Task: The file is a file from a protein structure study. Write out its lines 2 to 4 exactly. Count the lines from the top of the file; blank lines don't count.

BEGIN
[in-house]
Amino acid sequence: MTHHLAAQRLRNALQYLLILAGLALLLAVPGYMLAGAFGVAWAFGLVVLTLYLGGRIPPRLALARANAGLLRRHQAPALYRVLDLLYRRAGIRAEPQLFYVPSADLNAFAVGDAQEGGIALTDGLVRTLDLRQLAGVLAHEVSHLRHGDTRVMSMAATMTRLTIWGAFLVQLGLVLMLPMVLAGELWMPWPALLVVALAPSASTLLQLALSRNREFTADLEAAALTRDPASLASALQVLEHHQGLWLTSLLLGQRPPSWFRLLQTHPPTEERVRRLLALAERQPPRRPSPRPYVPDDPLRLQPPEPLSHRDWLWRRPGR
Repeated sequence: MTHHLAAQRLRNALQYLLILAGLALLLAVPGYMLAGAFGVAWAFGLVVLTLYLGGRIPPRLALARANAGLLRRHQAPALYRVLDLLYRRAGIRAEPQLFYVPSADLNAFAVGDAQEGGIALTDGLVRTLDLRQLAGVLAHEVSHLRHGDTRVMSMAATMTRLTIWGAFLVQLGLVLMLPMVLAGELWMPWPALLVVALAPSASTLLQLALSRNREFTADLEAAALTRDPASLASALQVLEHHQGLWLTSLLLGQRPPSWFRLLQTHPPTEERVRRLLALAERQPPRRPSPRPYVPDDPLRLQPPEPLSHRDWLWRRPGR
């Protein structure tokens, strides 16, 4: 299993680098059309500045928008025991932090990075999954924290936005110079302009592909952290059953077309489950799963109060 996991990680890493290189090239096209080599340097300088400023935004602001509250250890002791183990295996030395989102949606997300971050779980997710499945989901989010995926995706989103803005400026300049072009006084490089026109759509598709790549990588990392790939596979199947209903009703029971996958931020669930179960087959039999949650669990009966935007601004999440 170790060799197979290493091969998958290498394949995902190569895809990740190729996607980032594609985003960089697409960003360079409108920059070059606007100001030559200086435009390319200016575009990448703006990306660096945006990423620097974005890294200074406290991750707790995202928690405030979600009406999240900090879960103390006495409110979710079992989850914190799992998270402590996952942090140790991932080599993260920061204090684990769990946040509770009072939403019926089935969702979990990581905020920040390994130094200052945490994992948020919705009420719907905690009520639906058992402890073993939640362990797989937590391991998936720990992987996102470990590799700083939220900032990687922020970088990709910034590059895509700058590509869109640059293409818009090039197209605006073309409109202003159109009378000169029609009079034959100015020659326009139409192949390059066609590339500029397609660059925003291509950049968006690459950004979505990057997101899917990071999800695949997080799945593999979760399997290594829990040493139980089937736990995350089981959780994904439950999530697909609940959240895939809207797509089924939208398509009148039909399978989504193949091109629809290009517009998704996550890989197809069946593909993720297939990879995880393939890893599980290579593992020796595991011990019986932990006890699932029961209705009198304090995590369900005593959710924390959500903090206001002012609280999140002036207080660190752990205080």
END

Amino acid sequence: MTHHLAAQRLRNALQYLLILAGLALLLAVPGYMLAGAFGVAWAFGLVVLTLYLGGRIPPRLALARANAGLLRRHQAPALYRVLDLLYRRAGIRAEPQLFYVPSADLNAFAVGDAQEGGIALTDGLVRTLDLRQLAGVLAHEVSHLRHGDTRVMSMAATMTRLTIWGAFLVQLGLVLMLPMVLAGELWMPWPALLVVALAPSASTLLQLALSRNREFTADLEAAALTRDPASLASALQVLEHHQGLWLTSLLLGQRPPSWFRLLQTHPPTEERVRRLLALAERQPPRRPSPRPYVPDDPLRLQPPEPLSHRDWLWRRPGR
Repeated sequence: MTHHLAAQRLRNALQYLLILAGLALLLAVPGYMLAGAFGVAWAFGLVVLTLYLGGRIPPRLALARANAGLLRRHQAPALYRVLDLLYRRAGIRAEPQLFYVPSADLNAFAVGDAQEGGIALTDGLVRTLDLRQLAGVLAHEVSHLRHGDTRVMSMAATMTRLTIWGAFLVQLGLVLMLPMVLAGELWMPWPALLVVALAPSASTLLQLALSRNREFTADLEAAALTRDPASLASALQVLEHHQGLWLTSLLLGQRPPSWFRLLQTHPPTEERVRRLLALAERQPPRRPSPRPYVPDDPLRLQPPEPLSHRDWLWRRPGR
């Protein structure tokens, strides 16, 4: 299993680098059309500045928008025991932090990075999954924290936005110079302009592909952290059953077309489950799963109060 996991990680890493290189090239096209080599340097300088400023935004602001509250250890002791183990295996030395989102949606997300971050779980997710499945989901989010995926995706989103803005400026300049072009006084490089026109759509598709790549990588990392790939596979199947209903009703029971996958931020669930179960087959039999949650669990009966935007601004999440 170790060799197979290493091969998958290498394949995902190569895809990740190729996607980032594609985003960089697409960003360079409108920059070059606007100001030559200086435009390319200016575009990448703006990306660096945006990423620097974005890294200074406290991750707790995202928690405030979600009406999240900090879960103390006495409110979710079992989850914190799992998270402590996952942090140790991932080599993260920061204090684990769990946040509770009072939403019926089935969702979990990581905020920040390994130094200052945490994992948020919705009420719907905690009520639906058992402890073993939640362990797989937590391991998936720990992987996102470990590799700083939220900032990687922020970088990709910034590059895509700058590509869109640059293409818009090039197209605006073309409109202003159109009378000169029609009079034959100015020659326009139409192949390059066609590339500029397609660059925003291509950049968006690459950004979505990057997101899917990071999800695949997080799945593999979760399997290594829990040493139980089937736990995350089981959780994904439950999530697909609940959240895939809207797509089924939208398509009148039909399978989504193949091109629809290009517009998704996550890989197809069946593909993720297939990879995880393939890893599980290579593992020796595991011990019986932990006890699932029961209705009198304090995590369900005593959710924390959500903090206001002012609280999140002036207080660190752990205080």